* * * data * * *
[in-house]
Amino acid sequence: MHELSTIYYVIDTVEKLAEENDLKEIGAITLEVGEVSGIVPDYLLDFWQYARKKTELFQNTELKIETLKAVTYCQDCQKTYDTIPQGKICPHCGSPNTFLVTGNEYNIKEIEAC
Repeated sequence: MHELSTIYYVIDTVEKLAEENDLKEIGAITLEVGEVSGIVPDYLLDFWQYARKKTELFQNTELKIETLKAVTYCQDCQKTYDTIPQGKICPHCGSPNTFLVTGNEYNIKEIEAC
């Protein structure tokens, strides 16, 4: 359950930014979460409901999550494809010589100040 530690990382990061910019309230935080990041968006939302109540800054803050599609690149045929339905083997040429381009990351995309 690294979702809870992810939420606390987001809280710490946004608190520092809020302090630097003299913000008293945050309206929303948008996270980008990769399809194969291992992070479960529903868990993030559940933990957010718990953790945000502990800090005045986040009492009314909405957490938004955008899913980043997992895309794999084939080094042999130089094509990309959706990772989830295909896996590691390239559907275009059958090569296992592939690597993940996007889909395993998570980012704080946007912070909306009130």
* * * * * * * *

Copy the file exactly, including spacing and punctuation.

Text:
[in-house]
Amino acid sequence: MHELSTIYYVIDTVEKLAEENDLKEIGAITLEVGEVSGIVPDYLLDFWQYARKKTELFQNTELKIETLKAVTYCQDCQKTYDTIPQGKICPHCGSPNTFLVTGNEYNIKEIEAC
Repeated sequence: MHELSTIYYVIDTVEKLAEENDLKEIGAITLEVGEVSGIVPDYLLDFWQYARKKTELFQNTELKIETLKAVTYCQDCQKTYDTIPQGKICPHCGSPNTFLVTGNEYNIKEIEAC
């Protein structure tokens, strides 16, 4: 359950930014979460409901999550494809010589100040 530690990382990061910019309230935080990041968006939302109540800054803050599609690149045929339905083997040429381009990351995309 690294979702809870992810939420606390987001809280710490946004608190520092809020302090630097003299913000008293945050309206929303948008996270980008990769399809194969291992992070479960529903868990993030559940933990957010718990953790945000502990800090005045986040009492009314909405957490938004955008899913980043997992895309794999084939080094042999130089094509990309959706990772989830295909896996590691390239559907275009059958090569296992592939690597993940996007889909395993998570980012704080946007912070909306009130």